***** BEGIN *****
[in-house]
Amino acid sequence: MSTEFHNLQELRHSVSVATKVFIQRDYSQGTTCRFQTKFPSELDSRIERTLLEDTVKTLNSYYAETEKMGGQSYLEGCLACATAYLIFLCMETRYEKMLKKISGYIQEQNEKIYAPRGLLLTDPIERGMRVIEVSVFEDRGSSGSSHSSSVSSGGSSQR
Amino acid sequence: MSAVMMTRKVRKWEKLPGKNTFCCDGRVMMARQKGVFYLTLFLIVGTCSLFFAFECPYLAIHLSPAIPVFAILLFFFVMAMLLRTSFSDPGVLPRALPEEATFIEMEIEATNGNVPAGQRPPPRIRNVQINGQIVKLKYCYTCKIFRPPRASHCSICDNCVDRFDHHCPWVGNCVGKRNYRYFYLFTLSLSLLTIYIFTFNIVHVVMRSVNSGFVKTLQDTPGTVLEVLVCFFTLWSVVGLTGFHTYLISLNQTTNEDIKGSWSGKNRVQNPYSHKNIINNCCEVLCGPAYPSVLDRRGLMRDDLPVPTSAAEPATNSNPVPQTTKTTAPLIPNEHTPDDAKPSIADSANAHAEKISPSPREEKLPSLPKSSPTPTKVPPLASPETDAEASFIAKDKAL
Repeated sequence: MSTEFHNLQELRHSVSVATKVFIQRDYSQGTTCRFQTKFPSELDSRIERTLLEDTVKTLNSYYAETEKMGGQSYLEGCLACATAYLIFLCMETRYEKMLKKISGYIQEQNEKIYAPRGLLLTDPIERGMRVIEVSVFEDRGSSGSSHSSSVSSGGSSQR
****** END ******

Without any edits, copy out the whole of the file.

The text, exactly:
[in-house]
Amino acid sequence: MSTEFHNLQELRHSVSVATKVFIQRDYSQGTTCRFQTKFPSELDSRIERTLLEDTVKTLNSYYAETEKMGGQSYLEGCLACATAYLIFLCMETRYEKMLKKISGYIQEQNEKIYAPRGLLLTDPIERGMRVIEVSVFEDRGSSGSSHSSSVSSGGSSQR
Amino acid sequence: MSAVMMTRKVRKWEKLPGKNTFCCDGRVMMARQKGVFYLTLFLIVGTCSLFFAFECPYLAIHLSPAIPVFAILLFFFVMAMLLRTSFSDPGVLPRALPEEATFIEMEIEATNGNVPAGQRPPPRIRNVQINGQIVKLKYCYTCKIFRPPRASHCSICDNCVDRFDHHCPWVGNCVGKRNYRYFYLFTLSLSLLTIYIFTFNIVHVVMRSVNSGFVKTLQDTPGTVLEVLVCFFTLWSVVGLTGFHTYLISLNQTTNEDIKGSWSGKNRVQNPYSHKNIINNCCEVLCGPAYPSVLDRRGLMRDDLPVPTSAAEPATNSNPVPQTTKTTAPLIPNEHTPDDAKPSIADSANAHAEKISPSPREEKLPSLPKSSPTPTKVPPLASPETDAEASFIAKDKAL
Repeated sequence: MSTEFHNLQELRHSVSVATKVFIQRDYSQGTTCRFQTKFPSELDSRIERTLLEDTVKTLNSYYAETEKMGGQSYLEGCLACATAYLIFLCMETRYEKMLKKISGYIQEQNEKIYAPRGLLLTDPIERGMRVIEVSVFEDRGSSGSSHSSSVSSGGSSQR